Grownups might not think twice about taking over-the-counter (OTC) drugs to ease the symptoms of a cold, but cough and cold medicines can pose serious risks for children under 4 years of age.
The truth is, there’s no cure for the common cold. Antibiotics can be used to fight bacterial infections but are ineffective against viruses, which cause colds. So if your child has a cold, antibiotics won’t help. The more that your child uses antibiotics, the more likely he or she might get sick with an antibiotic-resistant infection in the future. You can also end up with an unnecessary rash because some antibiotics conflict with viruses and this rash can be confusing as to a true medication allergy versus antibiotic interaction with virus (not a true allergy).
It’s a natural parental desire to want to minimize your baby’s symptoms, however the Food and Drug Administration (FDA) removed all OTC “cough and cold” medications. This is because those medications do not treat the root cause (a virus) and there are possible severe side effects. Roughly 6% of Emergency Room visits for medications were children experiencing side effects from over the counter medications. Even for children over 4 years old, there should be extreme caution when considering any OTC medications. Although a medication may be marketed for a child and available without a prescription and although it may be “natural” there are risks.
But my child is up all night coughing? While it is helpful to have a good night sleep, coughing is an important and protective mechanism for the body. Honey has been shown to be as effective for cough relief as an OTC cough suppressant. The cough will resolve when your child’s body fights off the virus causing the cold.
Common pain relievers such as acetaminophen (Tylenol.) or ibuprofen (Advil, Motrin) can reduce a fever and alleviate a sore throat or headache, but try to remember that low-grade fevers actually help to fight an infection. As a rule of thumb, avoid giving ibuprofen to babies younger than 6 months. Do not give aspirin to anyone under the age of 18. When in doubt, consult your pediatrician.
There also exists the danger of OTC cough and cold products containing multiple medication ingredients that can lead to accidental overdosing. Parents should take care to read the drug facts label and adhere to instructions on cold and cough products that state: “do not use in children under 4 years of age.” Simply put, children should not be given any medicine explicitly made for adults.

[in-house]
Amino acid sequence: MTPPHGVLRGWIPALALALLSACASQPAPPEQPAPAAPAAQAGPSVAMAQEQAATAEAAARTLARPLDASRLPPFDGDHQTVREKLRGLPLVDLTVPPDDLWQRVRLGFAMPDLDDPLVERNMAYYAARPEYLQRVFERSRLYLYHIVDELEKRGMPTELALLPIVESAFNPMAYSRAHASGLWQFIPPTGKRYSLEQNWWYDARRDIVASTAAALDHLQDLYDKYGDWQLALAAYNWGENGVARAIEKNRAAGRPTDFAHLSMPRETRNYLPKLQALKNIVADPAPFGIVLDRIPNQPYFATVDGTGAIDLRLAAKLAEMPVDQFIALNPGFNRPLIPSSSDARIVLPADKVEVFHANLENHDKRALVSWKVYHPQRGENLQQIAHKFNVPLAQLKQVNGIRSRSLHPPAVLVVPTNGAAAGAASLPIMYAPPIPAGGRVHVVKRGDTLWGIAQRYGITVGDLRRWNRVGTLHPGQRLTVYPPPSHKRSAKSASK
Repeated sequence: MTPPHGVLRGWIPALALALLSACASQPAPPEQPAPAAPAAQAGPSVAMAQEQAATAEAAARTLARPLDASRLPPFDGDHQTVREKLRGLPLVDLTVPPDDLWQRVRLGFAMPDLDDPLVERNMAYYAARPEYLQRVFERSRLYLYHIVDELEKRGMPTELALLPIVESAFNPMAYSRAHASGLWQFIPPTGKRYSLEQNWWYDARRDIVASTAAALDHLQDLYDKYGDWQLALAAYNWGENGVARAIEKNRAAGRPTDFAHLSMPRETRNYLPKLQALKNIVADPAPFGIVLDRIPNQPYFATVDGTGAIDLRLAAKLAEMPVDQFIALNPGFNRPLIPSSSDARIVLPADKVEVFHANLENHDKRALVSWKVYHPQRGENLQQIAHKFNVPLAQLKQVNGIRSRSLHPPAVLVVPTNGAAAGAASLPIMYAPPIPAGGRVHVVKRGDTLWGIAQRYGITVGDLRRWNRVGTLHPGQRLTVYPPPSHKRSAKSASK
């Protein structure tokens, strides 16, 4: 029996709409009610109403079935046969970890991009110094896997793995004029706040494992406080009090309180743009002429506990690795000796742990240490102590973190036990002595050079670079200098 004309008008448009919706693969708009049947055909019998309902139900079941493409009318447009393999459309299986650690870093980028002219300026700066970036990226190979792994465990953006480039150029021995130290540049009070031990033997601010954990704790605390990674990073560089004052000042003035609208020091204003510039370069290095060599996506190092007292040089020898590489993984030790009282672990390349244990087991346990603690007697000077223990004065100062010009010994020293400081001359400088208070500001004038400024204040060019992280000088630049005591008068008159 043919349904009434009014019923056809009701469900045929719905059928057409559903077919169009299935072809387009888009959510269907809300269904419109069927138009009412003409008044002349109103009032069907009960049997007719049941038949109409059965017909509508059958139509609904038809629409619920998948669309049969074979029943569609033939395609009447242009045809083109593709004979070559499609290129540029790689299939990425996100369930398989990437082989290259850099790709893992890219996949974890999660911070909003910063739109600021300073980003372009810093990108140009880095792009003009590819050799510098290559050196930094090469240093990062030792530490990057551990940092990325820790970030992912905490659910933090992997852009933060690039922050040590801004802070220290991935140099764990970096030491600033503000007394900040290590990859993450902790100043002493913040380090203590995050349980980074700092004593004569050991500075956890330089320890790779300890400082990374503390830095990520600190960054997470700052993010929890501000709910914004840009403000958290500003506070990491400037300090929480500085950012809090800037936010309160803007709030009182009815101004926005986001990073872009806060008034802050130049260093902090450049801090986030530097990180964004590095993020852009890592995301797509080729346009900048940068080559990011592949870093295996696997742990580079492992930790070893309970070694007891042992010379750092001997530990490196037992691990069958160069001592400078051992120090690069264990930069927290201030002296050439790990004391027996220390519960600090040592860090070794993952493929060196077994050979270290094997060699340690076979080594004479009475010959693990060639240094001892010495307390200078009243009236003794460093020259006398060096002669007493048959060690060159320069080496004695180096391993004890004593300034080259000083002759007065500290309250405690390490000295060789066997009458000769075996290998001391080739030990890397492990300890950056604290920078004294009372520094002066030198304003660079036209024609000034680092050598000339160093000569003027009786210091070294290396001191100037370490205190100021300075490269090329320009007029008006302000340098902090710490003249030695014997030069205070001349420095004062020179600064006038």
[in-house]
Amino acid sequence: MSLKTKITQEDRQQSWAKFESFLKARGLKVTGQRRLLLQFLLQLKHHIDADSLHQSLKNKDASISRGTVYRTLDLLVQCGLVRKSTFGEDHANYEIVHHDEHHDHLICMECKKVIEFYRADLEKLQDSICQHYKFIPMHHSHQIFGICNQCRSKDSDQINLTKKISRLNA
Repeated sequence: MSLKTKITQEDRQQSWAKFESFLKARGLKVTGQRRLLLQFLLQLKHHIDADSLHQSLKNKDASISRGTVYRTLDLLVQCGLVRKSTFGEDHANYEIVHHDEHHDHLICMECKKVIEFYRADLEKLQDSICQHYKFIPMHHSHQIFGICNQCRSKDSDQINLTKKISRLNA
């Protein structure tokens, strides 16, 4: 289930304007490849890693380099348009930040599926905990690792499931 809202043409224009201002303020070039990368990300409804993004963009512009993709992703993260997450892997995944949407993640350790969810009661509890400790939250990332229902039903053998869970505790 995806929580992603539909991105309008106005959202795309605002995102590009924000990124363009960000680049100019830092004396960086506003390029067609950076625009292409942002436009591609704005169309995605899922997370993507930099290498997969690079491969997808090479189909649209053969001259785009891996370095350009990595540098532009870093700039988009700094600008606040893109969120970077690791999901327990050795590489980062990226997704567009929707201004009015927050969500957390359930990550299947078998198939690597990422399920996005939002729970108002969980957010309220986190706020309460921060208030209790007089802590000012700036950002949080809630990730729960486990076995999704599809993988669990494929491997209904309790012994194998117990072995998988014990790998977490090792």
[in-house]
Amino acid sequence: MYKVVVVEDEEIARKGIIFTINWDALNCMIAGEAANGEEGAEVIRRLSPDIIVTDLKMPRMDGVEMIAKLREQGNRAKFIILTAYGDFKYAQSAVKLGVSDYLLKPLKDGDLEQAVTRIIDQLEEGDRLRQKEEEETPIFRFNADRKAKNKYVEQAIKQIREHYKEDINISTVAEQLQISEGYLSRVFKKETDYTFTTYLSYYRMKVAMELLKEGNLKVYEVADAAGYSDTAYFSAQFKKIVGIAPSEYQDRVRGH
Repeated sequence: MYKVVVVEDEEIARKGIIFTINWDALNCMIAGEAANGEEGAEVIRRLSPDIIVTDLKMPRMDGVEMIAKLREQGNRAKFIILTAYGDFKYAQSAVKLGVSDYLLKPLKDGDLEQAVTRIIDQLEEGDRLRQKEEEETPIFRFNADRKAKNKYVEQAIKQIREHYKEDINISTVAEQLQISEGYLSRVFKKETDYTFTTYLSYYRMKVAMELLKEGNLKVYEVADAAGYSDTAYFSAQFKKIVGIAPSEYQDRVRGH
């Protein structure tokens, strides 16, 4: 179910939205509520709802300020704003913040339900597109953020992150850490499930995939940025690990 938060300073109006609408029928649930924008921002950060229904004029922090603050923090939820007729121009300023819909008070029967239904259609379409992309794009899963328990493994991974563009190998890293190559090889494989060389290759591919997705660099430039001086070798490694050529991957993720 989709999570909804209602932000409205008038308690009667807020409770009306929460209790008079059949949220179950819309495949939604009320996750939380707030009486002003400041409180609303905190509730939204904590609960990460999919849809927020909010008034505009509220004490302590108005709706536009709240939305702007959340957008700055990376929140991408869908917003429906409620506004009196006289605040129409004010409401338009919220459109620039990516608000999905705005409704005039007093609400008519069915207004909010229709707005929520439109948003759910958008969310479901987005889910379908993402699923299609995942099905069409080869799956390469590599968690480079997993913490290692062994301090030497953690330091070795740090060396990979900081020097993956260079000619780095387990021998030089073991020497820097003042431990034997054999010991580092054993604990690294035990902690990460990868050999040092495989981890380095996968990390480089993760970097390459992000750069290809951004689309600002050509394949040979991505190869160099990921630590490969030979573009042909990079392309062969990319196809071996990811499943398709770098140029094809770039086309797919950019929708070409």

While there’s no remedy for the common cold, that doesn’t mean there aren’t other things you can do to help soothe your baby or child, here are some tips to consider:
- A cool mist humidifier can soothe nasal passages and may help your child breathe easier. To prevent mold growth, change the water daily and follow the manufacturer’s cleaning instructions
- Saline nose drops or spray keep nasal passages moist and helps avoid stuffiness
- Nasal suction bulbs draws mucus out of the nose for infants less than a year old
- < > or cold beverages might feel good on a sore throat. For an older child, gargling salt water or sucking on a throat lozenge might offer additional relief. Hard candy and lozenges can be choking hazards for younger children and should be avoidedDrinking plenty of liquids such as water and juice will help children stay hydrated and can help loosen congestion. Warm liquids such as tea or broths can also have a soothing effect and increase the flow of nasal mucus
- Teach your child to wash his or her hands thoroughly and often and encourage children to cough or sneeze into a tissue or crook of your arm to avoid spreading germs to others
- Make sure your child is up to date on his or her vaccinations, including the yearly flu vaccine.